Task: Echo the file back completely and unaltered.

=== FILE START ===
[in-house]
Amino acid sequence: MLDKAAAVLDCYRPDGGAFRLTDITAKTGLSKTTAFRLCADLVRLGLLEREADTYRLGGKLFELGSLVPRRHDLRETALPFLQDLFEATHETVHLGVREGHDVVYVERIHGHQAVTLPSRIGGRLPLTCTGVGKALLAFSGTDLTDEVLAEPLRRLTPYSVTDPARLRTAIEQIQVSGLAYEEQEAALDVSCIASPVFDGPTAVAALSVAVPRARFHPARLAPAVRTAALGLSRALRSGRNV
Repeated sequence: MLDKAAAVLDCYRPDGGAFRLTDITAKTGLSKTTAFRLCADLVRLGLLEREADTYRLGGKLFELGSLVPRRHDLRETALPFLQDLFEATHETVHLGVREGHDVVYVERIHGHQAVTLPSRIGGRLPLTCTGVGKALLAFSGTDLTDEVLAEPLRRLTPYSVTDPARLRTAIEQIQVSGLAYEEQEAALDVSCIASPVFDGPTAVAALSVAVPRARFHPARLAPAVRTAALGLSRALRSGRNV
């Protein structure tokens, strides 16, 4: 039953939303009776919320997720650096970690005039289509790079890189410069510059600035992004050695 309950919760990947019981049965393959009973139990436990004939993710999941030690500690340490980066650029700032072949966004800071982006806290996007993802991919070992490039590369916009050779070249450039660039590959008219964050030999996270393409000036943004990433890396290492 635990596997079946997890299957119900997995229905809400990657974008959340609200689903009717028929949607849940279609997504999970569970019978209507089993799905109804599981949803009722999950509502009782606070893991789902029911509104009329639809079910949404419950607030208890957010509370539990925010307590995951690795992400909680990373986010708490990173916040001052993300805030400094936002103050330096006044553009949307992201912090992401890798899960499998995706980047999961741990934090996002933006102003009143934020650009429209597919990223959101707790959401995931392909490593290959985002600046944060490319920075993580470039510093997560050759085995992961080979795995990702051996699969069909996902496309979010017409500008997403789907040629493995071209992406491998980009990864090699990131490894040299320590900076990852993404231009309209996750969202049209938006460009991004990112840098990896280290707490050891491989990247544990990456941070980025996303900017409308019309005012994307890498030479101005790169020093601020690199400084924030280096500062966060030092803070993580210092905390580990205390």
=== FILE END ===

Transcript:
[in-house]
Amino acid sequence: MLDKAAAVLDCYRPDGGAFRLTDITAKTGLSKTTAFRLCADLVRLGLLEREADTYRLGGKLFELGSLVPRRHDLRETALPFLQDLFEATHETVHLGVREGHDVVYVERIHGHQAVTLPSRIGGRLPLTCTGVGKALLAFSGTDLTDEVLAEPLRRLTPYSVTDPARLRTAIEQIQVSGLAYEEQEAALDVSCIASPVFDGPTAVAALSVAVPRARFHPARLAPAVRTAALGLSRALRSGRNV
Repeated sequence: MLDKAAAVLDCYRPDGGAFRLTDITAKTGLSKTTAFRLCADLVRLGLLEREADTYRLGGKLFELGSLVPRRHDLRETALPFLQDLFEATHETVHLGVREGHDVVYVERIHGHQAVTLPSRIGGRLPLTCTGVGKALLAFSGTDLTDEVLAEPLRRLTPYSVTDPARLRTAIEQIQVSGLAYEEQEAALDVSCIASPVFDGPTAVAALSVAVPRARFHPARLAPAVRTAALGLSRALRSGRNV
């Protein structure tokens, strides 16, 4: 039953939303009776919320997720650096970690005039289509790079890189410069510059600035992004050695 309950919760990947019981049965393959009973139990436990004939993710999941030690500690340490980066650029700032072949966004800071982006806290996007993802991919070992490039590369916009050779070249450039660039590959008219964050030999996270393409000036943004990433890396290492 635990596997079946997890299957119900997995229905809400990657974008959340609200689903009717028929949607849940279609997504999970569970019978209507089993799905109804599981949803009722999950509502009782606070893991789902029911509104009329639809079910949404419950607030208890957010509370539990925010307590995951690795992400909680990373986010708490990173916040001052993300805030400094936002103050330096006044553009949307992201912090992401890798899960499998995706980047999961741990934090996002933006102003009143934020650009429209597919990223959101707790959401995931392909490593290959985002600046944060490319920075993580470039510093997560050759085995992961080979795995990702051996699969069909996902496309979010017409500008997403789907040629493995071209992406491998980009990864090699990131490894040299320590900076990852993404231009309209996750969202049209938006460009991004990112840098990896280290707490050891491989990247544990990456941070980025996303900017409308019309005012994307890498030479101005790169020093601020690199400084924030280096500062966060030092803070993580210092905390580990205390």